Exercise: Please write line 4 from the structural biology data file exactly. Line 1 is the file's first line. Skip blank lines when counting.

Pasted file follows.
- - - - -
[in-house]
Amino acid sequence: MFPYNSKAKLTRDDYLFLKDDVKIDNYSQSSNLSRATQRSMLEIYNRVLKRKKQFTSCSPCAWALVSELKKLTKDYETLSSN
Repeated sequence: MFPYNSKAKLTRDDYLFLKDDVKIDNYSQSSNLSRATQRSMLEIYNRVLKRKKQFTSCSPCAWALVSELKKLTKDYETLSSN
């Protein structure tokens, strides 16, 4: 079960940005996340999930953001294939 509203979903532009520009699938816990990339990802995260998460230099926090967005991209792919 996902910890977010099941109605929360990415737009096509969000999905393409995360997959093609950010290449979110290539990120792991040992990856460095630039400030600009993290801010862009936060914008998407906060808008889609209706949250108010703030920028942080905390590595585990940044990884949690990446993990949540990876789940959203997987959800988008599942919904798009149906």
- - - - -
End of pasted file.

């Protein structure tokens, strides 16, 4: 079960940005996340999930953001294939 509203979903532009520009699938816990990339990802995260998460230099926090967005991209792919 996902910890977010099941109605929360990415737009096509969000999905393409995360997959093609950010290449979110290539990120792991040992990856460095630039400030600009993290801010862009936060914008998407906060808008889609209706949250108010703030920028942080905390590595585990940044990884949690990446993990949540990876789940959203997987959800988008599942919904798009149906």